DALLAS, N.C. (QUEEN CITY NEWS) – High egg prices add up to high frustration lately.
Instead of walking on eggshells, a Gaston County businesswoman found a way to ease the pain of soaring costs.
Courtney Johnson rises to special occasions in the kitchen of Sweet Anna’s Bakery in Dallas. A great cake’s wow factor is the job’s sweetest part.
“I love everyone’s reaction, “said Johnson, whose business has grown largely through word of mouth. “And they’ve just been blown away by it.”
Baking is a science.
“You have to be exact in your measurements,” Johnson said.
On the other hand, the costs fluctuate wildly these days.
“Butter has gotten more expensive,” she said. “Even just this past week, powdered sugar went up 14 cents a bag.”
Don’t even get her started on the price of eggs, which has spiked because of the ongoing bird flu epidemic and the cost of chicken feed.
“A year and a half ago, I guess it was, I was paying $2.42 for five dozen in a box of 60. Now it’s as high as $25,” said Johnson, who was so shell-shocked, she took a flyer on a new source of eggs.
Rylen Robbins of Dallas is 11 going on a dozen years old.
“Hey hey hey!” he yelled, holding an uncooperative hen during our interview. “Chill out, chill out.”
“If you can stock me every week, I will get as many as I can from you,” said Johnson, explaining their arrangement. “And supplement from the grocery store.”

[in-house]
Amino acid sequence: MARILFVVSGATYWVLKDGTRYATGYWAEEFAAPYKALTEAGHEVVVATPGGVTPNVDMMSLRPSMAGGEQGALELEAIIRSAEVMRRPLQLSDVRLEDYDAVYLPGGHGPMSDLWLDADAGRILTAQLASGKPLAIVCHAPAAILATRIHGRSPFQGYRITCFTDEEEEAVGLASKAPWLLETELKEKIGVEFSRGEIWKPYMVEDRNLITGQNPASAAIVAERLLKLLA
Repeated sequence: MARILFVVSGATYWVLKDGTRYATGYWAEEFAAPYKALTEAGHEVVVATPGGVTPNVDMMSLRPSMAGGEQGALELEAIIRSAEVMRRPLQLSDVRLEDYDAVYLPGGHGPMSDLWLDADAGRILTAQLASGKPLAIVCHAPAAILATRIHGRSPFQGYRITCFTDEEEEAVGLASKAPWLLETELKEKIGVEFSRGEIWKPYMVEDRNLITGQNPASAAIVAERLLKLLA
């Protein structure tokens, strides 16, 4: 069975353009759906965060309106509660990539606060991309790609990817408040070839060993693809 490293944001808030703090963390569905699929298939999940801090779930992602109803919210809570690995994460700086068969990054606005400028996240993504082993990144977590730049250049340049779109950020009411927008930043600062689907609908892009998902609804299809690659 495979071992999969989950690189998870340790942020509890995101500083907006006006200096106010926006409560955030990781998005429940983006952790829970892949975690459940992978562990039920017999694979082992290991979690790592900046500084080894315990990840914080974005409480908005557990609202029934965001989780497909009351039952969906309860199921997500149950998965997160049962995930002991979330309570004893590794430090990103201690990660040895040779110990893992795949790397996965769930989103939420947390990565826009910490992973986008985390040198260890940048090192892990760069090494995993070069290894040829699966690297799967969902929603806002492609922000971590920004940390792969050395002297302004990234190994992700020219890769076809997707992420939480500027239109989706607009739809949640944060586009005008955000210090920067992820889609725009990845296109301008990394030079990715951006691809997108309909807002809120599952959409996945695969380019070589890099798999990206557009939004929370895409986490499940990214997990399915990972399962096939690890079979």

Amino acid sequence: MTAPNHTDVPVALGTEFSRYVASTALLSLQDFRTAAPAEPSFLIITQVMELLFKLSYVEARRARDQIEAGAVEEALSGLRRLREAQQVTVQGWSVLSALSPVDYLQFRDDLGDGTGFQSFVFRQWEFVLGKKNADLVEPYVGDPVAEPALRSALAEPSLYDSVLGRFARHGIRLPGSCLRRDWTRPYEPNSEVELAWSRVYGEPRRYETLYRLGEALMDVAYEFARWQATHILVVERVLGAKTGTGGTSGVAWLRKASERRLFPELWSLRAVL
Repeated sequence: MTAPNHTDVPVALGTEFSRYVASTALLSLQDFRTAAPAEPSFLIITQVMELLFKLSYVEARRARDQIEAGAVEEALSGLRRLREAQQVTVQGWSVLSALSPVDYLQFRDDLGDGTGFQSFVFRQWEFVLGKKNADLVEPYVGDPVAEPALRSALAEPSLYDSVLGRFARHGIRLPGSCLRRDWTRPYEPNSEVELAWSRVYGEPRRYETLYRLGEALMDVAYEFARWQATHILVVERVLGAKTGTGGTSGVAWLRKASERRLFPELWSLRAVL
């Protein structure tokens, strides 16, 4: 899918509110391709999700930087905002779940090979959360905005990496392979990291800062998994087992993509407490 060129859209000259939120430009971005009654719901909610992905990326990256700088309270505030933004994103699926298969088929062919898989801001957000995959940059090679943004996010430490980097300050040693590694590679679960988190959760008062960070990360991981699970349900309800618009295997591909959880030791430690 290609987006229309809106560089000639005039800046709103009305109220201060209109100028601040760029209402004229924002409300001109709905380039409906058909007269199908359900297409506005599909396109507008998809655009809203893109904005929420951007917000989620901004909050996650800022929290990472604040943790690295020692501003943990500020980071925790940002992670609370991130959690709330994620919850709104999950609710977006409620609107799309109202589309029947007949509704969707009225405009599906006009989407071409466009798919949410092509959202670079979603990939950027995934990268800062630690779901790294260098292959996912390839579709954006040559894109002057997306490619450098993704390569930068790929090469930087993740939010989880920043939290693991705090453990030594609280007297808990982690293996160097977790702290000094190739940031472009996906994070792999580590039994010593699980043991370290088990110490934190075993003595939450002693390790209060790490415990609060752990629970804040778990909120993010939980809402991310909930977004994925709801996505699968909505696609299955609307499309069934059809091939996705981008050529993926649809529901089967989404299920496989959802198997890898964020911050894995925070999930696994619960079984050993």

“Now, what are y’all doing with this egg?” he said in the chicken coop, presumably talking to the chickens.
He started Rylen’s Eggs about a year ago.
“The first time we went to a sale with my daddy’s friend, I wanted a chicken, and then we started,” the boys said.
Now he’s up to more than 20 birds. He stamps every egg he sells; the bakery is his biggest client.
Johnson pays about five dollars for a dozen eggs from a big box store, while Rylen charges three bucks.
“I was like, ‘Oh, that’s gonna save me money!'” she said.
That leaves little inventory for Rylen’s other customers.
“People get mad while we’re doing what we can to make money. I make good money off this, though,” Robbins said.
His father encourages him to save his earnings.
Rylen also spends his money on Funko Pop! figures. The entrepreneur dreams of expanding the collection and adding another career as his egg empire grows.
“These would be my two jobs, I could make 50 grand a year being a fireman and multi-millions (in the egg business),” the ambitious boy said.
Unlike the decorative sign in Johnson’s kitchen, farm-fresh eggs are NOT sold here. That’s where Ryen comes in.
“Hey, how are you?” she said to Rylen during a delivery. “Thank you so much! How was school?”
“Good,” he replied.
Every delivery helps ease the burden of Eggflation.
“I’m gonna find the savings where I can,” Johnson says.
“Is Rylen your hero?” I asked.
“Right now, yes, ha ha!” said Johnson.
Or maybe the kid is just the wind beneath her wings.